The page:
In Alan Cooper’s About Face 3, there is an entire chapter dedicated to excise. I’ve used the word in passing before and it is often asked, “What is excise?” Simply put, excise is any action that doesn’t directly contribute to a goal, but still must be taken. Rephrased, excise is anything that a system asks a user to do that doesn’t directly move the user toward their goal.
For example, when an email client requires a login, that is excise. Of course, the login is arguably necessary to identify the user and to keep the user’s email secure, but it doesn’t contribute to user’s goal. The user’s goal in this case is to consume and distribute information. In fact, that likely isn’t their ultimate goal, their ultimate goal is to some other purpose and email is merely a means to an end. Therefore, email itself is a sort of excise, and the login prompt blocking access to email is one more bit of excise added to everything must do to achieve their goal.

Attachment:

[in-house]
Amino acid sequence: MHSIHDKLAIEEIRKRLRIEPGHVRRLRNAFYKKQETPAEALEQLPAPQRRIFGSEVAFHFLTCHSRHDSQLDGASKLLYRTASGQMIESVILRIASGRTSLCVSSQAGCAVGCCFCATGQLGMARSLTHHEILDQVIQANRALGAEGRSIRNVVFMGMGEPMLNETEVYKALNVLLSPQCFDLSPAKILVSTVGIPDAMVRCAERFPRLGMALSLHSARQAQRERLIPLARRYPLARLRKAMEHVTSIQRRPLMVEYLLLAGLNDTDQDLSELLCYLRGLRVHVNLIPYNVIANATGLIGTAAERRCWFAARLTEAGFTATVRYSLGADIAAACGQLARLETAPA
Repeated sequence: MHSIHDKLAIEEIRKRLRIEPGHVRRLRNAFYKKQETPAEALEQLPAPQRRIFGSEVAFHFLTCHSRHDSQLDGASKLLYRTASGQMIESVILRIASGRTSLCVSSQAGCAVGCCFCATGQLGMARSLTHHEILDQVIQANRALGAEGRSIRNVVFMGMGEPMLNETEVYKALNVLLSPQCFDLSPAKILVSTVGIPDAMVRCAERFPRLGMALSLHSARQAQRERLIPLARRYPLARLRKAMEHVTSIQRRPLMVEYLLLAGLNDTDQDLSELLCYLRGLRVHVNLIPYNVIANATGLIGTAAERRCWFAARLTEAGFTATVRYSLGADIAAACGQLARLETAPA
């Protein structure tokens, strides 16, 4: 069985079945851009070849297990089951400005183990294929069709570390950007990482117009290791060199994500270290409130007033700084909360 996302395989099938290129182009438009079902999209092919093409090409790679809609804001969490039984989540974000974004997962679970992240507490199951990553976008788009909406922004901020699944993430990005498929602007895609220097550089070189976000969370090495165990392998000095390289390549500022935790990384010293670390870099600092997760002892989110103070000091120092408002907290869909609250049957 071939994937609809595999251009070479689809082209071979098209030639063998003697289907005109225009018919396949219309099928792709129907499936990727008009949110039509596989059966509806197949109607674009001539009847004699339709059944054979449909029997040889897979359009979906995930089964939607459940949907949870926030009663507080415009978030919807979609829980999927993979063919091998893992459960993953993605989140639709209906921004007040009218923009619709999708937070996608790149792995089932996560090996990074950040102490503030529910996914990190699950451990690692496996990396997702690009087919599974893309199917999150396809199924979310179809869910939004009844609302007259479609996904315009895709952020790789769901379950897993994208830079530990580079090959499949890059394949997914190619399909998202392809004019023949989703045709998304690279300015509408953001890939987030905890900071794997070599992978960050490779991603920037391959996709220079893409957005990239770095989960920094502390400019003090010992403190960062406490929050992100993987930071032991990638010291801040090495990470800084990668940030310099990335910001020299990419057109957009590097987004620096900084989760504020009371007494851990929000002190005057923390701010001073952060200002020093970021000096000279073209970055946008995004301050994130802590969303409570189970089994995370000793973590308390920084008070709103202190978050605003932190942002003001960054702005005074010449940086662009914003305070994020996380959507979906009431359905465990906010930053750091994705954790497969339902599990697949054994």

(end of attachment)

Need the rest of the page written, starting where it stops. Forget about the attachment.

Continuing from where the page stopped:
Any time we, as product creators, decide (consciously or unconsciously) to add excise to our product, we are reducing the efficacy of our users as they attempt to accomplish their goals. Here are some common areas of excise:
- Cascading menus
- Dialogs, errors, notifications, alerts (“Interrupting the proceedings with idiocy or insanity”)
- “Training wheels” (tutorial process, wizards)
- Navigation (screen changes)
- Visual excise (noisy visualization, clutter)
It’s important to clarify that, realistically speaking, excise cannot be eliminated, but efforts should be made to reduce and soften the effects of excise.
A final note, excise is more noticed and more detrimental to expert (power) users. But, satisfying expert users and the expense of novice and intermediate users is usually a bad idea. This is one of the reason there are often more than one way to perform an action in software and why shortcuts exist.